Hey, Thibs: Don't put Butler back in the fridge
ST. PAUL — My friend Hank had a metaphor for the human proclivity to extend bad relationships. It was like, he said, taking a gallon of spoiled milk and putting it back in the refrigerator.
"Maybe," he'd say with feigned enthusiasm, "it will get fresh again!"
Tom Thibodeau, take note. Don't try putting Jimmy Butler back in the fridge.
It has to be tempting, if only to throw a wrench into the plans of the Timberwolves' prodigal off guard, who summoned Thibodeau and general manager Scott Layden to Los Angeles four days before training camp was scheduled to start and demanded a trade. He then had the temerity to give them a list of teams for which he would prefer to play.
Anywhere outside of professional sports, or perhaps Hollywood, this kind of behavior would go unrewarded, but the Timberwolves don't seem to have much of a choice. Butler is spoiled milk, and nothing Thibodeau can do or say will change that. If he stays, he'll stink up the joint and make his teammates sick.
At the team's media day on Sept. 26, Thibodeau seemed to believe, however dimly, that Butler could be convinced to stay in Minnesota, that a long relationship that began in Chicago and moved to Minnesota last season could be salvaged. And without a deal in the two weeks since Butler's demand, that might appear even more appealing, if not inevitable, to the Timberwolves' coach and president of basketball operations.
But that would be, as the kids say, awkwaaaaaard.
Coming off their first playoff appearance in 14 years, the Wolves are at a crossroads in their rebuilding effort. Butler was good last season — averaging 22.2 points, 5.3 rebounds and two steals a game — but no team can win with a grump as its leader. And if a veteran like Butler isn't leading, he's just in the way.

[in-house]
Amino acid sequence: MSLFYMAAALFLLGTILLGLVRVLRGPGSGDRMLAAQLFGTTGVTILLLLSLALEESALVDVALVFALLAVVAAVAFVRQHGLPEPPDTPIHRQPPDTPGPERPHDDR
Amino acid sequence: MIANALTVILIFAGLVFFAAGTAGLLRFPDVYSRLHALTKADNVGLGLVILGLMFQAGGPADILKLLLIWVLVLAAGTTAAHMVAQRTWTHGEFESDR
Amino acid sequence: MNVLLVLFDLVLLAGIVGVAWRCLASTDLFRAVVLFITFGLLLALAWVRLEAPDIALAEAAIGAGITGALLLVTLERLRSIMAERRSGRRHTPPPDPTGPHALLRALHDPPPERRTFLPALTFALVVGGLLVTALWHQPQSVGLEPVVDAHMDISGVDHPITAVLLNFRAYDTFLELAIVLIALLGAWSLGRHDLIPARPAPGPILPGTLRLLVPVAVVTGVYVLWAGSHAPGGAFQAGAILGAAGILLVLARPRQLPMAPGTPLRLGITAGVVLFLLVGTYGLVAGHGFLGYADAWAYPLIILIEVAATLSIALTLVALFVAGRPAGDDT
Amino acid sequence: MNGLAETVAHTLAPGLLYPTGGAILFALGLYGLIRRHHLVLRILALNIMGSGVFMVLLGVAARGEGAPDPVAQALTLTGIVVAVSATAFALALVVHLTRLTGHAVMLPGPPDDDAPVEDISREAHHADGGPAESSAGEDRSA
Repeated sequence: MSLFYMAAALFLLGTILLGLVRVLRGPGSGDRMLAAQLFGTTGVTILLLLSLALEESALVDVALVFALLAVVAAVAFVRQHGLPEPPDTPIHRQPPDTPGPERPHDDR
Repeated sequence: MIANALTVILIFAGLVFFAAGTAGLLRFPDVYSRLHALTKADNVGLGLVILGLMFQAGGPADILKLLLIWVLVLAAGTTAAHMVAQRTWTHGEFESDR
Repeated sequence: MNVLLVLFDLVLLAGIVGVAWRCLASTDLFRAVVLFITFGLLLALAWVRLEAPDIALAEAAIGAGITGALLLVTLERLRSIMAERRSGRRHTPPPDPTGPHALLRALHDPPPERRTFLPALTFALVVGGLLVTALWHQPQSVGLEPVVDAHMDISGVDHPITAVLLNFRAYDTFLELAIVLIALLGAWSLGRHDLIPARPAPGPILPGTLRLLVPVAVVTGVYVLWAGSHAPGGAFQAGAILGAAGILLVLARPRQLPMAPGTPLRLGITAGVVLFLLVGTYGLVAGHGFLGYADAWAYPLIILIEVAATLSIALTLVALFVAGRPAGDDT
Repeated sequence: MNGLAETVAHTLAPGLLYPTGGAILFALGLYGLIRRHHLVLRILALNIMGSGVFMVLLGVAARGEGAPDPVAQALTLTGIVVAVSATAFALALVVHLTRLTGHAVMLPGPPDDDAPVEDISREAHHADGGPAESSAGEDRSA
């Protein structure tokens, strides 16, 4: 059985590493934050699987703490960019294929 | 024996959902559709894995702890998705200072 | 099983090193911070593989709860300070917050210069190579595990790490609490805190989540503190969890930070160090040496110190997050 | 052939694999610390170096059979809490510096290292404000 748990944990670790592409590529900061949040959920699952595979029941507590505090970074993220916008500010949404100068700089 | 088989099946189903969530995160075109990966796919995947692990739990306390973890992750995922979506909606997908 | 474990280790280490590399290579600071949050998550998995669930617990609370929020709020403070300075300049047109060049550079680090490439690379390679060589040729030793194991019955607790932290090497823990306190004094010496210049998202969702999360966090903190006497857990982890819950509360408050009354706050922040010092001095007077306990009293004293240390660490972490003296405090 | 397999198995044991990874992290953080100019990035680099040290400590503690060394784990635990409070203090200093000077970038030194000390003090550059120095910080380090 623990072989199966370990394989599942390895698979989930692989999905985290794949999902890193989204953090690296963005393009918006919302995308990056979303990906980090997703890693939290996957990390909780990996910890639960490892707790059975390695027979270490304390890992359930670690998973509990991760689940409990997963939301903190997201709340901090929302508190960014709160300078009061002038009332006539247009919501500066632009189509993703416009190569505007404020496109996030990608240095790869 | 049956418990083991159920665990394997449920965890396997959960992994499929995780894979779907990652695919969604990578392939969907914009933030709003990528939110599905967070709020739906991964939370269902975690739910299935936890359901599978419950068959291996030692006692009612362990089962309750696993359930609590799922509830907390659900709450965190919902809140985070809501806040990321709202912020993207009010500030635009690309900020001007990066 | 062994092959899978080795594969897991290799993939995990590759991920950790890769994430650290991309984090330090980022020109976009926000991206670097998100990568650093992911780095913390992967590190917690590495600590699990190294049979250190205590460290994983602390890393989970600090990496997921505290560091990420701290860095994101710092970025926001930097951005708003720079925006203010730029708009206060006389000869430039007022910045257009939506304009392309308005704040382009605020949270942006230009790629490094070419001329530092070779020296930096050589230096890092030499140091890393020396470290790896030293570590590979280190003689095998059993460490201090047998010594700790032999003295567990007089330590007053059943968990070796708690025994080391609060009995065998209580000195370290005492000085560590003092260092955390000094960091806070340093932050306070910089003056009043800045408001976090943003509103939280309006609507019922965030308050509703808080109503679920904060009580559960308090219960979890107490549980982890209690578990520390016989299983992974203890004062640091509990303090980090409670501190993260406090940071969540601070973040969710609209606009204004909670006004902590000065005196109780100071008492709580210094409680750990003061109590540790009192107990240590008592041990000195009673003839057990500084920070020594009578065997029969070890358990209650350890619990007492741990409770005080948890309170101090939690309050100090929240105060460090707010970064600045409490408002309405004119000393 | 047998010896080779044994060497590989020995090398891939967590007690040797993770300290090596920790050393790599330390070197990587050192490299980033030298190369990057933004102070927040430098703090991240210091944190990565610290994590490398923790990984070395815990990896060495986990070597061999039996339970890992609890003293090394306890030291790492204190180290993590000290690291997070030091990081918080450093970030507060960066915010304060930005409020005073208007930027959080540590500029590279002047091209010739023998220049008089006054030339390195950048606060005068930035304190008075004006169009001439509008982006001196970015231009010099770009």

The Timberwolves are supposed to be developing players for the future, not putting up with them for a year.
Thibodeau and Layden tried to sell Butler as a "top 10 player in this league," which typically would fetch a handsome bounty. The problem with that feint is that NBA general managers have been watching Butler for seven years. He's a good basketball player, a throwback with a competitive streak who plays hard and pays attention to detail. But he's not the freak of nature you build around. He's the solid veteran who might push an already-good team over the top.
Furthermore, with one year left on a deal that will pay him nearly $20 million this season, Butler hasn't inspired a contender to push all its chips to the center of the table. Acquiring him requires either negotiating a new deal or hoping he likes what he sees and re-signs after the season.
That didn't work out for the Timberwolves, who sent three promising young players to Chicago believing Butler would love being part of an up-and-coming young team. Oops.
It appears the Timberwolves are concentrating on — down to? — one suitor, the Miami Heat, and, according to ESPN, want center Bam Adebayo, 21; guard Josh Richardson, 25; and a protected first-round pick next summer.
Together, the players don't add up to Butler's production last season, but they're young and the draft pick could be big. As Charles Bronson said so succinctly in the "Magnificent Seven," "Right now, that's a lot."
Thibodeau shouldn't want Butler back, even if he does play defense. When he declined to sign a contract extension, he ceased to be a legitimate part of the Timberwolves' future. The worst thing they can do now is let Butler leave without getting anything in return.
It's over. Time to move on.